East 17th Street at Union Square, African-American Regiment - 1864


Presentation of Colors, 1864. Painting by Edward Lamson Henry (1841–1919). It was during Civil War (1861-1865). The 20th Regiment United States colored troops marched to Union Square, arriving in front of the Union League Club House at one o'clock. A crowd of spectators filled the square. Over the entrance of the Club-house was a large platform ornamented with flags and filled with ladies. In the street was another platform occupied by prominent citizens. From the stand the colors were presented by President King of Columbia College.

The year before, the Union League Club decided to raise, recruit, and outfit two all-African-American Regiments. The 20th was the first one. The artist Edward Lamson Henry was a member of the Club, from 1868 to 1885.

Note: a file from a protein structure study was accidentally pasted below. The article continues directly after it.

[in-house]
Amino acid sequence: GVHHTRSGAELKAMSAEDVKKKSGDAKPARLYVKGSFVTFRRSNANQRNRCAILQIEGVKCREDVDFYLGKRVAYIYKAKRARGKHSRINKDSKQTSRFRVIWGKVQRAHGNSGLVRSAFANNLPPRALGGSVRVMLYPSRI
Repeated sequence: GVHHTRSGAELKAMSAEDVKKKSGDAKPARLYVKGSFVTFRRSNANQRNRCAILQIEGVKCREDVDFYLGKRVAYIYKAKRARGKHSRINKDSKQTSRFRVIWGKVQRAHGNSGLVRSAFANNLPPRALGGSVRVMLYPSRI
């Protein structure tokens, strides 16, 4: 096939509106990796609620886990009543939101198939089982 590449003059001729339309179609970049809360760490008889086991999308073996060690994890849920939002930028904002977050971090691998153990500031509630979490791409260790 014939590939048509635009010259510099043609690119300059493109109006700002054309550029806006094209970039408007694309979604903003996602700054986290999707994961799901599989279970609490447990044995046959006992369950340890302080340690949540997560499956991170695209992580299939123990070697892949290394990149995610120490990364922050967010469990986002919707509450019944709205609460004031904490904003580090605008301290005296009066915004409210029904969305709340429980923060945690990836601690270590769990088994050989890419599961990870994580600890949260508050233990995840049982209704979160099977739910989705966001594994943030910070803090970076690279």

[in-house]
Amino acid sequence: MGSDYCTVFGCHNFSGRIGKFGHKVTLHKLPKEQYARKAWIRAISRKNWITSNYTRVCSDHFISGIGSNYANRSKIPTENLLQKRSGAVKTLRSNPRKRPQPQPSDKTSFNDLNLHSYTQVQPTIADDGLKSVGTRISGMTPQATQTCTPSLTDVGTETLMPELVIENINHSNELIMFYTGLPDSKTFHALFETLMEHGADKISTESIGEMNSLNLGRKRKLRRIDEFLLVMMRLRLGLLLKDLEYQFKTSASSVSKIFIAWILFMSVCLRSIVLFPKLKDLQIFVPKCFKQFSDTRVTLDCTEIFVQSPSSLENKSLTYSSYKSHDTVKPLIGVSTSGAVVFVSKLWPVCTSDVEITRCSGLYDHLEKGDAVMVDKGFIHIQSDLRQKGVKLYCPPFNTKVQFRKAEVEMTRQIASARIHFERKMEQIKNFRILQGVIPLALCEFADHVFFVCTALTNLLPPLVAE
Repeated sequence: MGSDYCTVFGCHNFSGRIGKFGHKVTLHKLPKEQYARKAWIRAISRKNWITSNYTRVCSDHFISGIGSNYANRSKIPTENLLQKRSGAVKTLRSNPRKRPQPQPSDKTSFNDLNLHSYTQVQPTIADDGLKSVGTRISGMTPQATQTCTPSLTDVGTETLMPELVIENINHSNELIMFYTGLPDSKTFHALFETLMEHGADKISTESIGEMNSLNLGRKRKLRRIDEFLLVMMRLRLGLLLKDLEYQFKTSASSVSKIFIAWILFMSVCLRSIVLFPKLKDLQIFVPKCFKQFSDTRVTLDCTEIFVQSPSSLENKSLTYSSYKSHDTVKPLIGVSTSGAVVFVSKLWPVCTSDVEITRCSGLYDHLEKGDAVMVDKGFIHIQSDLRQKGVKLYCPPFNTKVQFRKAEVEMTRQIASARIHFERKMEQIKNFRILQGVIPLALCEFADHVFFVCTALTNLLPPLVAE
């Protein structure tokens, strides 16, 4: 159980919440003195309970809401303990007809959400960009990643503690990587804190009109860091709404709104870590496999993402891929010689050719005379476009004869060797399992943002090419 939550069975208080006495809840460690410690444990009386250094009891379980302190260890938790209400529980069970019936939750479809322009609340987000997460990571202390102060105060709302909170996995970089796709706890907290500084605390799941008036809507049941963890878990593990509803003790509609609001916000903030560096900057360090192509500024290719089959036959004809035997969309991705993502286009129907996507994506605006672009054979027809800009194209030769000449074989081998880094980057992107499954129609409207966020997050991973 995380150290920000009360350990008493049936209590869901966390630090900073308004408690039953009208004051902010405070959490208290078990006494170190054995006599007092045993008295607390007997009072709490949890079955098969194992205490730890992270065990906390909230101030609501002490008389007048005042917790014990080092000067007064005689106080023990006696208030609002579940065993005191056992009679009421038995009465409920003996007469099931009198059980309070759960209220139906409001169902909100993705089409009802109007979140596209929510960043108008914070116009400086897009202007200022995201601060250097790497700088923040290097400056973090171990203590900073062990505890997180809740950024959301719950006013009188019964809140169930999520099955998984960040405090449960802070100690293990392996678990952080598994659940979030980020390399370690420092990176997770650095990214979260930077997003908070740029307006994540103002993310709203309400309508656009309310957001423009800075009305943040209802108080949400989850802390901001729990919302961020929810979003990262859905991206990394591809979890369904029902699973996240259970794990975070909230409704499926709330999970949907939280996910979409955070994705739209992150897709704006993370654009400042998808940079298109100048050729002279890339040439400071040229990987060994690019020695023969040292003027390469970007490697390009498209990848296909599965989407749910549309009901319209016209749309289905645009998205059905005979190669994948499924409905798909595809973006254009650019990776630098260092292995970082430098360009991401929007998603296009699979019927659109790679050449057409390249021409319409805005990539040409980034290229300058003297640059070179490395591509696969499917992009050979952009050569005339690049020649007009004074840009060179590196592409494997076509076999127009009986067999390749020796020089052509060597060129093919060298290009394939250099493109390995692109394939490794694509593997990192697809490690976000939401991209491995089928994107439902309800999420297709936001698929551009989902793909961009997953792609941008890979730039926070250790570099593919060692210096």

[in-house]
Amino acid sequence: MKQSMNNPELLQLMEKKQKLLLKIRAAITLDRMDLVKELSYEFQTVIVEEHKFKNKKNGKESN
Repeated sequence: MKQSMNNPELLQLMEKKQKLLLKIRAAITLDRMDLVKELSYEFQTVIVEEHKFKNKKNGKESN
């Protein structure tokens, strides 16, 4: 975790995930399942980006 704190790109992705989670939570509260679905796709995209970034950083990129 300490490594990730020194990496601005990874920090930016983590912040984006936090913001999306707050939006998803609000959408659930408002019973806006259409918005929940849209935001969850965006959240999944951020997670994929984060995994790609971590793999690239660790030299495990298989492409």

The Union League Club was founded on February 6, 1861, to aid the Union cause. It leased the Parish residence at 26 East 17th Street and opened headquarters there on May 12. The club was incorporated in 1865 and its the last meeting in the old clubhouse, on Union Square, was on March 26, 1868.

The old Everett House, which opened in 1853, is represented in the corner of Fourth Avenue (now Park Avenue South).


Edward Lamson Henry



Union Square




Great Union Meeting


Union Square 19th Century


Union Park


Union Square NY


Copyright © Geographic Guide - 19th Century in Manhattan - NY.


Van Amburgh


Fourth Avenue NY


Old City New York


East 17th Street at Union Square, African-American Regiment - 1864